This colony-forming shrub is most noticeable in early autumn, because it is one of the first plants to turn color—and boy, can it turn a brilliant red! If you're into wild edibles, you'll want to learn to identify smooth sumac, so you can make drinks and jellies from the clusters of fuzzy red berries.
Introduced from Asia as a groundcover, wintercreeper has escaped cultivation in all the eastern states. It’s frequently found near urban centers, with heavy infestations in woodlands around St. Louis and Kansas City.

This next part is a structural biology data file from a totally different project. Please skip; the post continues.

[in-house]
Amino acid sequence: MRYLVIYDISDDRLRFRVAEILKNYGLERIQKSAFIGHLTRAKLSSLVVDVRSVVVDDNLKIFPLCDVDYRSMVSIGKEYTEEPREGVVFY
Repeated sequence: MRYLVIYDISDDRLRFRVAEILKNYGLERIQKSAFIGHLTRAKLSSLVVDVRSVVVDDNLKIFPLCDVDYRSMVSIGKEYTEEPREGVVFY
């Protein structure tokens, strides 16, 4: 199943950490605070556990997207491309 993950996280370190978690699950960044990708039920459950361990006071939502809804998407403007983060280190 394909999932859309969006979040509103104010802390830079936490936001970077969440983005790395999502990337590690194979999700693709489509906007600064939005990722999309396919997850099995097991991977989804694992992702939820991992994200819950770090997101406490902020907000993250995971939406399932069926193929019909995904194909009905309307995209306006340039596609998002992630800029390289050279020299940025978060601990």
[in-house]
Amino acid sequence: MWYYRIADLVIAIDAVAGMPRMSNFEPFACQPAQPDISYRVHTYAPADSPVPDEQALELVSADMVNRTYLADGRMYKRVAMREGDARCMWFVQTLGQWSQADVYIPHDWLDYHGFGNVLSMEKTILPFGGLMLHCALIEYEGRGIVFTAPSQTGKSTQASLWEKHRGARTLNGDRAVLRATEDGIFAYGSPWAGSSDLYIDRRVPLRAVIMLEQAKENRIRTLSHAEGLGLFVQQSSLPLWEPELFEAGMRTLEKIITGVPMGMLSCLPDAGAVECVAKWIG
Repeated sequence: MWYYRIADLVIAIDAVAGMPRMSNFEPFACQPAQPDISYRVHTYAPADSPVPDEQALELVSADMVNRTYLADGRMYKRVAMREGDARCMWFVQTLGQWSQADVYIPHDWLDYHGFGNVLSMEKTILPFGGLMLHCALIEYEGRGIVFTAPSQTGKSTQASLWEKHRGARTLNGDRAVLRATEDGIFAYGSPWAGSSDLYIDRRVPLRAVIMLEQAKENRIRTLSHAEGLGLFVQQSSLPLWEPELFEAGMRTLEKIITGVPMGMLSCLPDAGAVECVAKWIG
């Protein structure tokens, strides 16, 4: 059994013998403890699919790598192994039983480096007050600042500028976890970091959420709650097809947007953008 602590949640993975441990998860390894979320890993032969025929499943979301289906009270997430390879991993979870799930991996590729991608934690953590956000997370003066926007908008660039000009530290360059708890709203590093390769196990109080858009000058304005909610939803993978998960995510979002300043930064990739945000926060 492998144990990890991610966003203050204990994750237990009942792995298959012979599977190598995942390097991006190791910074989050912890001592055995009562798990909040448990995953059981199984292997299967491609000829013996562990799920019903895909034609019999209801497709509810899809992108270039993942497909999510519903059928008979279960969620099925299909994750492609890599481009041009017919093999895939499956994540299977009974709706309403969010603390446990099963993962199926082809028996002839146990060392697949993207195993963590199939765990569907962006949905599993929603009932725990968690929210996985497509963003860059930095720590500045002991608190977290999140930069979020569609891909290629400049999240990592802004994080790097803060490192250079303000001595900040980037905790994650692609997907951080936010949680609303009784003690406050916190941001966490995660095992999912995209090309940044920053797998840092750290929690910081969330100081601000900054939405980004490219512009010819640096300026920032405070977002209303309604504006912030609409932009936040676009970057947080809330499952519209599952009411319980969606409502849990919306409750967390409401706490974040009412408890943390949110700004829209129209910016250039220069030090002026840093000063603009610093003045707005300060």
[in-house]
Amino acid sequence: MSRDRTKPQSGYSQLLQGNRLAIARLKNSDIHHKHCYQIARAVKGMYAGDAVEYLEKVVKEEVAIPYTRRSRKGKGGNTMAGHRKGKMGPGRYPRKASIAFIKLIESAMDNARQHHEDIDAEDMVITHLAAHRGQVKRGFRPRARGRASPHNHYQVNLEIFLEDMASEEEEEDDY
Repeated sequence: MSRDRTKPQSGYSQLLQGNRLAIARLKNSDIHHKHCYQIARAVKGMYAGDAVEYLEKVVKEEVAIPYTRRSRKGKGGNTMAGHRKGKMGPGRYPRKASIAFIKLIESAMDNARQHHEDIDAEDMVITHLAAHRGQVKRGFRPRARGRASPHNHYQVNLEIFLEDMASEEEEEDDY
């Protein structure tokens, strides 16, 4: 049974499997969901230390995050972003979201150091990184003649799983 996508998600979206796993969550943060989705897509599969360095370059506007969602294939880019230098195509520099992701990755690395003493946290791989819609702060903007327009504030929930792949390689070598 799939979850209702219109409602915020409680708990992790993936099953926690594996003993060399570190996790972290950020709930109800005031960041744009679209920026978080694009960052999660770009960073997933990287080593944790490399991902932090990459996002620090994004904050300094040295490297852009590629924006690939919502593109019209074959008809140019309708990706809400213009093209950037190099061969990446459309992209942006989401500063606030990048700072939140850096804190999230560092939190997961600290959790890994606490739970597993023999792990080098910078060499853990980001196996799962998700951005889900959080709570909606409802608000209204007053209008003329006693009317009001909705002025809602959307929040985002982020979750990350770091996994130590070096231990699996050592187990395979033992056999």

Gray dogwood is a deciduous, thicket-forming shrub. Its small, creamy-white flowers occur in branched clusters, and its white or pale blue fruits are supported by red stalks—a characteristic that makes it attractive for ornamental uses.
MDC protects and manages Missouri's fish, forest, and wildlife resources.
We also facilitate your participation in resource-management activities, and we provide opportunities for you to use, enjoy and learn about nature.
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